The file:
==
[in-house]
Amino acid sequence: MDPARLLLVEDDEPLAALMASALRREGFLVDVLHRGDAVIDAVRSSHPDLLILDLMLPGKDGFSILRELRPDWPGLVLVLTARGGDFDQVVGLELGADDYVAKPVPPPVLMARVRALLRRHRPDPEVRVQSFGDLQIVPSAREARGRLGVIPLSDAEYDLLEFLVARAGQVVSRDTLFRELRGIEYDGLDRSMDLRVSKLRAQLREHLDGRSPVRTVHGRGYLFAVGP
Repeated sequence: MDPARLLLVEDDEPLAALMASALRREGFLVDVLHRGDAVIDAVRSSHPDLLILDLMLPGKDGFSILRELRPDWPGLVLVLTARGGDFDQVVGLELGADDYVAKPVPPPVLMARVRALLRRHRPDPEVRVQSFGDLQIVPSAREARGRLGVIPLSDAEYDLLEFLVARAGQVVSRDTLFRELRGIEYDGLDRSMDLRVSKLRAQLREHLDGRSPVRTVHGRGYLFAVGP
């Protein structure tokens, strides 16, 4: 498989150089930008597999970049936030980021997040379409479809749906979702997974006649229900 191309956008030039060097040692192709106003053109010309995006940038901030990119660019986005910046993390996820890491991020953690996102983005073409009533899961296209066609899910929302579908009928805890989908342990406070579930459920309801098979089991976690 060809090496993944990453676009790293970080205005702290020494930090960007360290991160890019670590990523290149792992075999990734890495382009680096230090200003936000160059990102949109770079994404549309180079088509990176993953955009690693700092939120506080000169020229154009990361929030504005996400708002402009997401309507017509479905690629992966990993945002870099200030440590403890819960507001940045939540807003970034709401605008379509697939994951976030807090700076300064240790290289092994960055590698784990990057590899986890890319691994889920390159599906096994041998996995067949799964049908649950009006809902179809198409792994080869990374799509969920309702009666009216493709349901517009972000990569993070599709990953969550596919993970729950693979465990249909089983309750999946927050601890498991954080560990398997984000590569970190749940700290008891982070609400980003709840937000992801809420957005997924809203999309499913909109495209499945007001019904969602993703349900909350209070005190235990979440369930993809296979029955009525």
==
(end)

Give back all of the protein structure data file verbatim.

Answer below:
[in-house]
Amino acid sequence: MDPARLLLVEDDEPLAALMASALRREGFLVDVLHRGDAVIDAVRSSHPDLLILDLMLPGKDGFSILRELRPDWPGLVLVLTARGGDFDQVVGLELGADDYVAKPVPPPVLMARVRALLRRHRPDPEVRVQSFGDLQIVPSAREARGRLGVIPLSDAEYDLLEFLVARAGQVVSRDTLFRELRGIEYDGLDRSMDLRVSKLRAQLREHLDGRSPVRTVHGRGYLFAVGP
Repeated sequence: MDPARLLLVEDDEPLAALMASALRREGFLVDVLHRGDAVIDAVRSSHPDLLILDLMLPGKDGFSILRELRPDWPGLVLVLTARGGDFDQVVGLELGADDYVAKPVPPPVLMARVRALLRRHRPDPEVRVQSFGDLQIVPSAREARGRLGVIPLSDAEYDLLEFLVARAGQVVSRDTLFRELRGIEYDGLDRSMDLRVSKLRAQLREHLDGRSPVRTVHGRGYLFAVGP
């Protein structure tokens, strides 16, 4: 498989150089930008597999970049936030980021997040379409479809749906979702997974006649229900 191309956008030039060097040692192709106003053109010309995006940038901030990119660019986005910046993390996820890491991020953690996102983005073409009533899961296209066609899910929302579908009928805890989908342990406070579930459920309801098979089991976690 060809090496993944990453676009790293970080205005702290020494930090960007360290991160890019670590990523290149792992075999990734890495382009680096230090200003936000160059990102949109770079994404549309180079088509990176993953955009690693700092939120506080000169020229154009990361929030504005996400708002402009997401309507017509479905690629992966990993945002870099200030440590403890819960507001940045939540807003970034709401605008379509697939994951976030807090700076300064240790290289092994960055590698784990990057590899986890890319691994889920390159599906096994041998996995067949799964049908649950009006809902179809198409792994080869990374799509969920309702009666009216493709349901517009972000990569993070599709990953969550596919993970729950693979465990249909089983309750999946927050601890498991954080560990398997984000590569970190749940700290008891982070609400980003709840937000992801809420957005997924809203999309499913909109495209499945007001019904969602993703349900909350209070005190235990979440369930993809296979029955009525």